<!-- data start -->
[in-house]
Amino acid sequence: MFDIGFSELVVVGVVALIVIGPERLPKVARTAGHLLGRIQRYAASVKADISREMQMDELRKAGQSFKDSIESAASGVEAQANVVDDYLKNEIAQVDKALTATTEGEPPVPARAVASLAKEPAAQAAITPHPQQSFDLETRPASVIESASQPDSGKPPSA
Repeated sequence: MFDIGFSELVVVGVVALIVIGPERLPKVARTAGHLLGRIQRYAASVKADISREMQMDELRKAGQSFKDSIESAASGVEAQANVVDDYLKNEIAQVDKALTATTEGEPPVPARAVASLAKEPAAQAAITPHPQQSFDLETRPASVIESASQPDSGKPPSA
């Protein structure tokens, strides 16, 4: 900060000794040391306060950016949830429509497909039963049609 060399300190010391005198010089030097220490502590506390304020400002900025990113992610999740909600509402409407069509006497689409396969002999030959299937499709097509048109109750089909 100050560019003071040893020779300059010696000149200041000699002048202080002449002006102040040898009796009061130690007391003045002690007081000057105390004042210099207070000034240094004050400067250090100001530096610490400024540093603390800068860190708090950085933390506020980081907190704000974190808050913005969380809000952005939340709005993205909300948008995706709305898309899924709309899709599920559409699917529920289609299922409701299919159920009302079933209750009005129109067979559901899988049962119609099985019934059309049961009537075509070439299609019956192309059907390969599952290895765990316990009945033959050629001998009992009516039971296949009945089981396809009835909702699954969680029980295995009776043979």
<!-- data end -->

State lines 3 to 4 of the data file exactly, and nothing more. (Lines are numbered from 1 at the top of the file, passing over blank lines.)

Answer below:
Repeated sequence: MFDIGFSELVVVGVVALIVIGPERLPKVARTAGHLLGRIQRYAASVKADISREMQMDELRKAGQSFKDSIESAASGVEAQANVVDDYLKNEIAQVDKALTATTEGEPPVPARAVASLAKEPAAQAAITPHPQQSFDLETRPASVIESASQPDSGKPPSA
């Protein structure tokens, strides 16, 4: 900060000794040391306060950016949830429509497909039963049609 060399300190010391005198010089030097220490502590506390304020400002900025990113992610999740909600509402409407069509006497689409396969002999030959299937499709097509048109109750089909 100050560019003071040893020779300059010696000149200041000699002048202080002449002006102040040898009796009061130690007391003045002690007081000057105390004042210099207070000034240094004050400067250090100001530096610490400024540093603390800068860190708090950085933390506020980081907190704000974190808050913005969380809000952005939340709005993205909300948008995706709305898309899924709309899709599920559409699917529920289609299922409701299919159920009302079933209750009005129109067979559901899988049962119609099985019934059309049961009537075509070439299609019956192309059907390969599952290895765990316990009945033959050629001998009992009516039971296949009945089981396809009835909702699954969680029980295995009776043979």